Obamacare | The Government's Takeover of Health Care
Supreme Court Rules Against Obamacare in Hobby Lobby Case
Created on Tuesday, 15 July 2014 08:45
Written by Justin Credible
Obamacare was dealt a very mild setback last week when the Supreme Court narrowly ruled against the law, siding with Hobby Lobby that they could opt-out of providing four types of birth control. This set liberal freak shows off, including actor Seth Rogan, who called the five SCOTUS members "assholes." What has been mostly ignored is that Hobby Lobby is still covering 16 types of birth control - they only wanted an exemption from four. The bigger issue, though, is that liberals are pushing their phony "war on women" narrative, which couldn't be farther from the truth.
The 5 to 4 decision, written by Justice Samuel Alito, found that the contraception mandate in the Affordable Care Act violates a 1993 law called the Religious Freedom Restoration Act (RCPA) in the case of two for-profit businesses, the arts and crafts chain Hobby Lobby of Oklahoma City and the cabinetry maker Conestoga Wood Specialties of Pennsylvania. The owners of both stores argued that certain forms of covered contraception, including Plan B, ella and intrauterine devices, had the potential to work after conception, violating their religious values. The ruling applies to “closely held” corporations that are controlled by just a few people.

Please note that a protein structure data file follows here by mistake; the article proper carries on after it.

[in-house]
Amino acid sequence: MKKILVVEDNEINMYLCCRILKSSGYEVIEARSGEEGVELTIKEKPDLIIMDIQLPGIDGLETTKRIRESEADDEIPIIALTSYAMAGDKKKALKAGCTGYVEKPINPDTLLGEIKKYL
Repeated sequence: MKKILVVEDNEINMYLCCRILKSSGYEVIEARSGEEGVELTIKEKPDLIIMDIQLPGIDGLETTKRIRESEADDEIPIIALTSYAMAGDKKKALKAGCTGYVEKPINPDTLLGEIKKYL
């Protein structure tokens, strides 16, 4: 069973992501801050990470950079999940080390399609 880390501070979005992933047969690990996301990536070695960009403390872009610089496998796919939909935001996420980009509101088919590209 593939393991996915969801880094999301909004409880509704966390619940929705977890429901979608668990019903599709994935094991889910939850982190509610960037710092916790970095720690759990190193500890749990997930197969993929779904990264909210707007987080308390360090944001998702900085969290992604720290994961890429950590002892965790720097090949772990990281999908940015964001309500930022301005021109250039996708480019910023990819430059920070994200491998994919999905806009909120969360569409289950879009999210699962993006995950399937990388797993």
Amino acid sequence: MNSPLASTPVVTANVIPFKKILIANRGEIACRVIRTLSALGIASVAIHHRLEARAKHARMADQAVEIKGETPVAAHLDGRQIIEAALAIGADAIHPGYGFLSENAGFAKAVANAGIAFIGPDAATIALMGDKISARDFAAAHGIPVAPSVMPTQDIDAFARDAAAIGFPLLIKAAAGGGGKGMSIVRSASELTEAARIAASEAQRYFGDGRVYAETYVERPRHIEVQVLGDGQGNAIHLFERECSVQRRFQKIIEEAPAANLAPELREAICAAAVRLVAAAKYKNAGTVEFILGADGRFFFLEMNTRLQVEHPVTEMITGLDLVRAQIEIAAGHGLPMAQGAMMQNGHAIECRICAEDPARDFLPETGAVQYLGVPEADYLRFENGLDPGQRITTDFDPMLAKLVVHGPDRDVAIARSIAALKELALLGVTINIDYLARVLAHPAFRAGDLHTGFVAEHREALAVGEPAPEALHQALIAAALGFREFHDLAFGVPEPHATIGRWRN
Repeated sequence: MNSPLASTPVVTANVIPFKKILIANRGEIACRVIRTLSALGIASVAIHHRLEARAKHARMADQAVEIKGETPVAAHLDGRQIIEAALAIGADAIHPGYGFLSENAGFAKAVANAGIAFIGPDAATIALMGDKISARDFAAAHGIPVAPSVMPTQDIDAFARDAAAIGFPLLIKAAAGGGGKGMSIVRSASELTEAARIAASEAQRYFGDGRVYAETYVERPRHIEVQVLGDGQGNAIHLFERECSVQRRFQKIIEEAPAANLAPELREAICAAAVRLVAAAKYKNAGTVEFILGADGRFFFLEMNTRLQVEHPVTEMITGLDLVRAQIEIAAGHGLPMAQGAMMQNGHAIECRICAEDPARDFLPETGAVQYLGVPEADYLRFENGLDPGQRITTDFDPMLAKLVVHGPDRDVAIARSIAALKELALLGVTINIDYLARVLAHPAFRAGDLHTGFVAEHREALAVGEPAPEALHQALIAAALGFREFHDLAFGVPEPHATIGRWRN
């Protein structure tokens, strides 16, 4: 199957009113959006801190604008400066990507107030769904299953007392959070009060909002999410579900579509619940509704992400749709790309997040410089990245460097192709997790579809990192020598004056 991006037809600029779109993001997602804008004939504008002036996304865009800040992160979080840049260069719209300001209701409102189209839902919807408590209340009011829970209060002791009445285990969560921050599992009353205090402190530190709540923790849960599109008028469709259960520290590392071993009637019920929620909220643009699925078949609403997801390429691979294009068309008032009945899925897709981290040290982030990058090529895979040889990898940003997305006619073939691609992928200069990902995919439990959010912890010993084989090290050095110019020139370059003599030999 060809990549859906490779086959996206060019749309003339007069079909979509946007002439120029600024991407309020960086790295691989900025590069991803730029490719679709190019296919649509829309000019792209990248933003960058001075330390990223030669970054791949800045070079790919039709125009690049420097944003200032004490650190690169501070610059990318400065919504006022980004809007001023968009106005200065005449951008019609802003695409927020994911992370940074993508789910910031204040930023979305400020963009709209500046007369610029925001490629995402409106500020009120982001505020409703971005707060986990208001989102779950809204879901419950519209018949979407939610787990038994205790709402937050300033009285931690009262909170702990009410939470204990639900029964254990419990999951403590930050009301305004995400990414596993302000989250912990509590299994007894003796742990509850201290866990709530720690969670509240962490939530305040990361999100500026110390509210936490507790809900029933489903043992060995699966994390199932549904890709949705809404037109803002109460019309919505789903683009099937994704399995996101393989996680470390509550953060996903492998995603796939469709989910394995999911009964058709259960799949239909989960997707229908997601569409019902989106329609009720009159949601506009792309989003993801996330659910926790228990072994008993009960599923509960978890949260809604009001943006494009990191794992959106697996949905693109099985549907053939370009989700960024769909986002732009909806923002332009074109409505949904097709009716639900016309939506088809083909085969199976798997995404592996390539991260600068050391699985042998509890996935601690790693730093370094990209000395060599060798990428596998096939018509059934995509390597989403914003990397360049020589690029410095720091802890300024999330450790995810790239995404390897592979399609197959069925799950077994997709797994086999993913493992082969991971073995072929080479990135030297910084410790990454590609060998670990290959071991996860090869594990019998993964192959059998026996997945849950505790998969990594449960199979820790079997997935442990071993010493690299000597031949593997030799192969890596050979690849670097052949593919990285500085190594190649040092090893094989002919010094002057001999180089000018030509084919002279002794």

Congress passed the RCPA in 1993 to mandate that the government use the “least restrictive means” of furthering its interests in situations that infringed on the religious freedoms. Alito ruled that the contraception mandate did not meet that test, which he said must be applied even in case of objections by closely held corporations. “Any suggestion that for-profit corporations are incapable of exercising religion because their purpose is simply to make money flies in the face of modern corporate law,” Alito wrote in his opinion.
But Alito also limited the scope of his opinion in response to concerns from liberal justices. “This decision concerns only the contraceptive mandate and should not be understood to hold that all insurance-coverage mandates, e.g. for vaccinations or blood transfusions, must necessarily fall if they conflict with an employer’s religious beliefs,” Alito wrote. “Nor does it provide a shield for employers who might cloak illegal discrimination as a religious practice.” Alito also wrote that the case may not apply directly to large publicly traded companies, where the beliefs of the shareholders are more difficult to discern.
For the Left, it wasn't enough that the Supreme Court ruled in favor of Obamacare two years ago. They have to have it all.
Justin Credible is a contributing editor for Habledash.